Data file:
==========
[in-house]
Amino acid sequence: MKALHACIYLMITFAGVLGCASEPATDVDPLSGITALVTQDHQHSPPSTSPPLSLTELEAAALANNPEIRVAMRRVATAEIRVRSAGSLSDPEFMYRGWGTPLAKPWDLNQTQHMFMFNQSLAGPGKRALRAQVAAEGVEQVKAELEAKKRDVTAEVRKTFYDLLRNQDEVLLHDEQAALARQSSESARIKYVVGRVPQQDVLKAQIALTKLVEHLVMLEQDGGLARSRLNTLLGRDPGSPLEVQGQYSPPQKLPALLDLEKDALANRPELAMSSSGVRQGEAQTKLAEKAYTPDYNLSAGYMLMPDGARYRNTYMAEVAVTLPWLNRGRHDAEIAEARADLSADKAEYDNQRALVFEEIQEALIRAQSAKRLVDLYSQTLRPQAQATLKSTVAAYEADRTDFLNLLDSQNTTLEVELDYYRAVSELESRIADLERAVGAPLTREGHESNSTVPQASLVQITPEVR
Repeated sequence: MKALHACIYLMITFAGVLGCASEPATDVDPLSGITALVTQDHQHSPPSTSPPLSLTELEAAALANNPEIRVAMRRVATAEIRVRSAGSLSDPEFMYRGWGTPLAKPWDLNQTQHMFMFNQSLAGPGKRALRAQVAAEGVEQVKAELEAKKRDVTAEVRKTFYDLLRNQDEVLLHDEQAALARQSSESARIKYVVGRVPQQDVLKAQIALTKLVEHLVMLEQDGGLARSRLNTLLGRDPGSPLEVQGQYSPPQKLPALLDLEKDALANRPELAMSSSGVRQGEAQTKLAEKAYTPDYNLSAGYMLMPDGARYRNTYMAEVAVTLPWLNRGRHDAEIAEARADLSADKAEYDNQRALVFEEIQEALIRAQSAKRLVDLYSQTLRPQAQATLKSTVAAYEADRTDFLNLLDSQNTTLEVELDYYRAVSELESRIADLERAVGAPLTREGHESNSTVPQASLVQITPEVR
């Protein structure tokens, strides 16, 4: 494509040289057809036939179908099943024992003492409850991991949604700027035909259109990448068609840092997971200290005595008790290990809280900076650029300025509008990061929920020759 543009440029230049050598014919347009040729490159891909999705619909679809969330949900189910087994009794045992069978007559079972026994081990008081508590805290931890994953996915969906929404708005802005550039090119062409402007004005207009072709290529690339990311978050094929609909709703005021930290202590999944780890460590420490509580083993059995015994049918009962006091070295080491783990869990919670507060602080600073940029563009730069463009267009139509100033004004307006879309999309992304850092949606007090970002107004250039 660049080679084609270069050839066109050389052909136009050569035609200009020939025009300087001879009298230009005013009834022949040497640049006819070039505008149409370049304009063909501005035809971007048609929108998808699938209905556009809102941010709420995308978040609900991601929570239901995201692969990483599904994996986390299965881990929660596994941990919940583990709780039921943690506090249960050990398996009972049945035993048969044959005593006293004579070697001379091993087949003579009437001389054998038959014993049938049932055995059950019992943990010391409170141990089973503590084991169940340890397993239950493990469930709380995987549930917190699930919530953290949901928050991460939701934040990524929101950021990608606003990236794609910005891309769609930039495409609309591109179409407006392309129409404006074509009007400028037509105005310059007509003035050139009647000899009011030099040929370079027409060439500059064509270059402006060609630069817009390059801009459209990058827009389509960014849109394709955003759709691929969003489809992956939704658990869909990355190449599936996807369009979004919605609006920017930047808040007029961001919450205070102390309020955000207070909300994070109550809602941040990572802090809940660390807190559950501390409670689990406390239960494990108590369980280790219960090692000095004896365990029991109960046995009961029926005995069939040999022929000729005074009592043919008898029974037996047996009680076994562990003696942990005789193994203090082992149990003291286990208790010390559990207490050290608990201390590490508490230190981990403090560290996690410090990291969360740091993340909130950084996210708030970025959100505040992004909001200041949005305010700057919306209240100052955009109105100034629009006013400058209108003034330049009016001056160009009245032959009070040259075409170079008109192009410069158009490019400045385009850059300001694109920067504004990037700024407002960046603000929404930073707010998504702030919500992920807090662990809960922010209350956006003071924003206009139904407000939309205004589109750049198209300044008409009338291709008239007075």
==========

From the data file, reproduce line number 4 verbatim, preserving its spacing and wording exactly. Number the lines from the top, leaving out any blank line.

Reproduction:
């Protein structure tokens, strides 16, 4: 494509040289057809036939179908099943024992003492409850991991949604700027035909259109990448068609840092997971200290005595008790290990809280900076650029300025509008990061929920020759 543009440029230049050598014919347009040729490159891909999705619909679809969330949900189910087994009794045992069978007559079972026994081990008081508590805290931890994953996915969906929404708005802005550039090119062409402007004005207009072709290529690339990311978050094929609909709703005021930290202590999944780890460590420490509580083993059995015994049918009962006091070295080491783990869990919670507060602080600073940029563009730069463009267009139509100033004004307006879309999309992304850092949606007090970002107004250039 660049080679084609270069050839066109050389052909136009050569035609200009020939025009300087001879009298230009005013009834022949040497640049006819070039505008149409370049304009063909501005035809971007048609929108998808699938209905556009809102941010709420995308978040609900991601929570239901995201692969990483599904994996986390299965881990929660596994941990919940583990709780039921943690506090249960050990398996009972049945035993048969044959005593006293004579070697001379091993087949003579009437001389054998038959014993049938049932055995059950019992943990010391409170141990089973503590084991169940340890397993239950493990469930709380995987549930917190699930919530953290949901928050991460939701934040990524929101950021990608606003990236794609910005891309769609930039495409609309591109179409407006392309129409404006074509009007400028037509105005310059007509003035050139009647000899009011030099040929370079027409060439500059064509270059402006060609630069817009390059801009459209990058827009389509960014849109394709955003759709691929969003489809992956939704658990869909990355190449599936996807369009979004919605609006920017930047808040007029961001919450205070102390309020955000207070909300994070109550809602941040990572802090809940660390807190559950501390409670689990406390239960494990108590369980280790219960090692000095004896365990029991109960046995009961029926005995069939040999022929000729005074009592043919008898029974037996047996009680076994562990003696942990005789193994203090082992149990003291286990208790010390559990207490050290608990201390590490508490230190981990403090560290996690410090990291969360740091993340909130950084996210708030970025959100505040992004909001200041949005305010700057919306209240100052955009109105100034629009006013400058209108003034330049009016001056160009009245032959009070040259075409170079008109192009410069158009490019400045385009850059300001694109920067504004990037700024407002960046603000929404930073707010998504702030919500992920807090662990809960922010209350956006003071924003206009139904407000939309205004589109750049198209300044008409009338291709008239007075």